Food Products

Monday, February 16th, 2015
Tomato: its history in Europe   Italian tomatoes   Without a doubt, there are millions of dishes where the tomato is one of the main ingredients, or where it is used as a base for recipes. It could be for its color and flavor, or for its versatility. And heaven knows what a long way has traveled the tomato since the times of the ancient Aztecs, to finally find itself in today's recipes. The tomato came to Europe along with corn, potatoes,
Friday, December 26th, 2014
risotto and rice
Riso con Gamberi - Rice with shrimps and a glass of chilled white whine Ph. flickr/Imagens Portal SESCSP   Italy is the leading producer of rice in Europe, with the majority of it being grown in the abundant Po river valley. Lombardy is home to the best rice growing area, the Lomellina, while Piedmonte and the Veneto also have bountiful rice harvests. Rice thrives so well in the Po valley that first courses of risotto are more common than pasta and are a great way to serve whatever
Friday, October 31st, 2014
radicchio
Radicchio (roughly translated in UK English as chicory and known in American supermarkets as radicchio) is a typically autumnal produce and a true favorite of Italian cuisine of the Fall. Particularly loved in the North, it is grown and consumed very much in all Northern regions, but is greatly associated with the North-Eastern part of the country, from where some of its best varieties hail from. Its typical color, a deep, rich burgundy is, some say, very reminiscent of the hues of the Fall
Thursday, October 30th, 2014
porcini
Porcini mushroom Ph. flickr/Beau Saunders   In the vast culinary world of edible mushrooms, only one can be called king. What Italians affectionately call the Porcini (the piglets) is a ruling class of the delicious fungi. The meat-like texture of Porcini, with its earthy and somewhat nutty flavor is unequaled among mushrooms and lends itself to countless dishes. Porcini can be found the world over, however American consumers have yet to fully utilize them in all their forms,
Saturday, October 4th, 2014
olives
Olives Ph. depositphoto/mythja     Olives are native to the Mediterranean region. The history of this fruit goes back almost as far as Western Civilization, its development being one of man's first accomplishments. Evidence from archaeological digs proves that olives were grown in Crete in 2500 B.C. From there, the popularity of the olive spread to Greece, Rome and other Mediterranean districts.     The Olive Tree and its Fruit   The olive tree is an
Saturday, October 4th, 2014
olive oil
  Olive oil   Olive oil, has been a symbol of Italian food and of the history of Italian cuisine for the longest time. Today, it has become a staple in the pantry of millions eager to enjoy healthier, richer tasting food. Unfortunately, there are many varieties and blends, a factor that often makes the daily process of choosing the right one for a particular appetizer, salad or entrée rather difficult.   So here's a lesson: Italian olive oil 101
Sunday, September 28th, 2014
mortadella
  Cubes of mortadella are a great starter/appetizer Ph. depositphoto/sfocato   You may have seen it at the supermarket, packed in individual slices next to the other pre-packaged baloney products. Sadly this is what most Americans think of when they hear the word mortadella. However real Italian mortadella, the pride of the city of Bologna is more than just fatty baloney. Either served in a sandwich, as an appetizer or part of the main course Mortadella di Bologna is yet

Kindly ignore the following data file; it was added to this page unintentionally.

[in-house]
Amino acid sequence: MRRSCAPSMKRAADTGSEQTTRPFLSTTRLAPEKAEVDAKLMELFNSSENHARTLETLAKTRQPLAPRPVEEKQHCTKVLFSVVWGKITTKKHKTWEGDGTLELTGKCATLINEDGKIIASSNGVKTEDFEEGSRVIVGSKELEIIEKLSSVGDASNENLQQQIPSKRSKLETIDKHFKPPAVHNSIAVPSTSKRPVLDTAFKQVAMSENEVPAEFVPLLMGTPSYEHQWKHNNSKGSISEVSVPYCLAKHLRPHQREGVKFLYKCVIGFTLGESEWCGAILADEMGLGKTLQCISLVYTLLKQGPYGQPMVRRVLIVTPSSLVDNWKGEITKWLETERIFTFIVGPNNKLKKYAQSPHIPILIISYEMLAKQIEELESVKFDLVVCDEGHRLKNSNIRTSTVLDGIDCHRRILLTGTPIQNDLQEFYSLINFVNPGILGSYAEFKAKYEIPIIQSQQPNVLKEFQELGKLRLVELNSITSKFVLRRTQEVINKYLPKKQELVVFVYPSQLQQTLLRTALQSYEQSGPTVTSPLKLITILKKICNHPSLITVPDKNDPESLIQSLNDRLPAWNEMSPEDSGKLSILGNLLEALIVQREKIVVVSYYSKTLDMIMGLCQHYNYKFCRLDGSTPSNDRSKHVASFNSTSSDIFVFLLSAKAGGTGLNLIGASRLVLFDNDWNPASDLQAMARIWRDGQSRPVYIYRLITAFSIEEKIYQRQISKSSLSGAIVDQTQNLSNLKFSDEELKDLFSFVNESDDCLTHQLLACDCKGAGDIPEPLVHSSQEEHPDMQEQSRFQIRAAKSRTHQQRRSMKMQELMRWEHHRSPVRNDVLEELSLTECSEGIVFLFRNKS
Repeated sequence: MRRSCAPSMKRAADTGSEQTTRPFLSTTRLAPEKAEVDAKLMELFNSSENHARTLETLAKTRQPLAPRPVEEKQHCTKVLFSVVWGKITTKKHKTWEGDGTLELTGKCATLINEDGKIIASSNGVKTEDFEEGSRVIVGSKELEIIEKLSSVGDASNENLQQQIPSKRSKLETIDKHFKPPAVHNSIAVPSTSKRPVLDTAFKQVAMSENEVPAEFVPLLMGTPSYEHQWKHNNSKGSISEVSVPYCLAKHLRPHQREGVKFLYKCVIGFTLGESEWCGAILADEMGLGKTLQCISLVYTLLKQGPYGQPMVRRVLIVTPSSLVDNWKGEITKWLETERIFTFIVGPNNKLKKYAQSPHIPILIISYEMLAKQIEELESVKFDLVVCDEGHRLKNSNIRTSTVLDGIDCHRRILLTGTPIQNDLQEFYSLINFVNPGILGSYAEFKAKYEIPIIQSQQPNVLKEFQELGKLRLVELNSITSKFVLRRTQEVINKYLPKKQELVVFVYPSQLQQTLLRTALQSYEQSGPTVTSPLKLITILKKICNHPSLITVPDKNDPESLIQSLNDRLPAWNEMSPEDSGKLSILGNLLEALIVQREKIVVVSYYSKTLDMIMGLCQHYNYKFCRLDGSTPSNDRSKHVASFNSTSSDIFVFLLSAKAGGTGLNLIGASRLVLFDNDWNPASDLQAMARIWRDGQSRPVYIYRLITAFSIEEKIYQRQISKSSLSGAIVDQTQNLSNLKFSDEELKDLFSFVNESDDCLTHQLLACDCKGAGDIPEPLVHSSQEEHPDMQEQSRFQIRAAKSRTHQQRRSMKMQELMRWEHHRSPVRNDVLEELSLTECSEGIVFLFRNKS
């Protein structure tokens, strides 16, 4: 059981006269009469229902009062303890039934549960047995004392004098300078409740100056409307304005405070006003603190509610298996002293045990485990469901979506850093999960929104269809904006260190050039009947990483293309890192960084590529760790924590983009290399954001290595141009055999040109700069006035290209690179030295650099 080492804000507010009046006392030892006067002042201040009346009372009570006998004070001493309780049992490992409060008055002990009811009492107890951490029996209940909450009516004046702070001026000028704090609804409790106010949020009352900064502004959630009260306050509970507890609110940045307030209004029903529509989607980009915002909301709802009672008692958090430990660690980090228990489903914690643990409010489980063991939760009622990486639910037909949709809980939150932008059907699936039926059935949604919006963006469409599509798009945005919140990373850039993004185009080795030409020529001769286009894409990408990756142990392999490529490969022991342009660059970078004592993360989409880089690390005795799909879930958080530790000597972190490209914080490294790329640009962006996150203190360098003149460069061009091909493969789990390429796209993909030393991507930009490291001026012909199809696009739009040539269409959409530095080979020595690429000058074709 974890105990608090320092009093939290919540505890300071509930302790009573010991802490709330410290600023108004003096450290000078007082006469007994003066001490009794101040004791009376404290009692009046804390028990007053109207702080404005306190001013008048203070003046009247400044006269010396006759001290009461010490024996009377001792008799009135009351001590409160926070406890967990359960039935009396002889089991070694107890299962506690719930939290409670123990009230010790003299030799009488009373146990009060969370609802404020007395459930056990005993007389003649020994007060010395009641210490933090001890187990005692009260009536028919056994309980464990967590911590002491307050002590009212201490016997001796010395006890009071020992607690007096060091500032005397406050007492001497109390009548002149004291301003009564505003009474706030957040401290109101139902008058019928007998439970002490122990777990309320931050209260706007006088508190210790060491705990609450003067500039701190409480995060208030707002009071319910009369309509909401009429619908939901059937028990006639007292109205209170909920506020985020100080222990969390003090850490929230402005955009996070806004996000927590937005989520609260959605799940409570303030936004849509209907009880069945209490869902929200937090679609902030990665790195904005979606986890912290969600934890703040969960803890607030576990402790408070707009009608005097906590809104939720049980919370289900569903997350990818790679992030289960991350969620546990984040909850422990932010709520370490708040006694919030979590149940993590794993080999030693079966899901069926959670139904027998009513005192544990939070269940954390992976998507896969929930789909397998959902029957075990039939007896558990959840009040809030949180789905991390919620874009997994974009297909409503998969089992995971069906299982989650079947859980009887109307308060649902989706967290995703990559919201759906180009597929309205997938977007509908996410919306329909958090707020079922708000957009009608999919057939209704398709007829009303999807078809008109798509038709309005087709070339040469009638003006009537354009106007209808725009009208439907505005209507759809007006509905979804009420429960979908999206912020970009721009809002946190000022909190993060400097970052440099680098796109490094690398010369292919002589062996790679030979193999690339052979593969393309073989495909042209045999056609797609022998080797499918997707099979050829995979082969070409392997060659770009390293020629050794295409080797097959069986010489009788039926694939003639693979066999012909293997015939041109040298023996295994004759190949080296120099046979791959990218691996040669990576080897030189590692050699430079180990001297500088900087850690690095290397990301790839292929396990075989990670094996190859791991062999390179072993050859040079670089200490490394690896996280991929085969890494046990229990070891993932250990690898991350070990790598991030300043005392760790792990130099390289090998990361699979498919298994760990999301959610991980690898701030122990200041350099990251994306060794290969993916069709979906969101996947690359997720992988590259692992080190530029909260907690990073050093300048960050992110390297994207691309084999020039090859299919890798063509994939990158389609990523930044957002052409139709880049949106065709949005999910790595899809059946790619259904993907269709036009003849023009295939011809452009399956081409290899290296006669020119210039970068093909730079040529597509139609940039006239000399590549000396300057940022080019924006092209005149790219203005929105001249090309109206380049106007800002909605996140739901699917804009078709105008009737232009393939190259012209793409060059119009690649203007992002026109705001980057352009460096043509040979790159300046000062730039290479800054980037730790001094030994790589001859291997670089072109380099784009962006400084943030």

Monday, September 8th, 2014
Aged delicatessen cheeses   Italian cheeses part II Italian cheeses part III     Asiago To Ricotta   Where would world's cuisine be without the luxurious and decadent cheeses of Italy? It has to be admitted that the world relies heavily on the artisan cheeses produced and imported from our country. Most of us are familiar with some of Italy's everyday cheeses, but there are other varieties of Italian cheese to be discovered, all with an abundance
Wednesday, May 28th, 2014
Buffalo Mozzarella DOP - Imported from Costco    Probably buffalo mozzarella is, along with pizza and pastiera, the most famous product of Neapolitan gastronomy: these are products that many try to imitate a bit everywhere in the world, but let’s be honest, they do it without success. It becomes very important, then, to understand when a buffalo mozzarella is really genuine: but what are the most easily recognizable characteristics that can help consumers to understand if they are buying a DOP
Monday, May 19th, 2014
  Bread is a must on Italian tables. The ‘food of poor people’, as it used to be referred to, was widely eaten because cheap ingredients were mixed up without needing money and it was home-made. The tradition of doing it at home according to ancient recipes was then passed over the centuries so that today you find several varieties depending on the place you go to.    More than 250 different types are made all over the country and the way it is cooked differs according to the region you go to
Thursday, May 1st, 2014
by Alfredo Iannaccone   Presidio Slow Food-The Violet Asparagus of Albenga: a treasure of Liguria,  land of extraordinary aromas and tastes       Unmistakanble in its looks, characterized by large, deep violet shoots, gradually turning lighter in color towards the base, this vegetable is protected by a presidio Slow Food, in name of its relevance in local, traditional cuisine and its unicity. The Violet Asparagus of Albenga is a unique variety that can’t be found in the rest of the world. Its
Thursday, January 9th, 2014
street food italy
When going to Italy, a visit to local, famous restaurants or trattorie is one of the must to include in your journey. Eating national dishes in a typical environment, sitting around a table and sipping a glass of traditional wine, either white or red, may be the first image coming to your mind, but it's not necessarily the only option. All those who enjoy living the city, walking around, and don't really care about spending much time sitting down to have a meal, will be glad to know
Wednesday, October 16th, 2013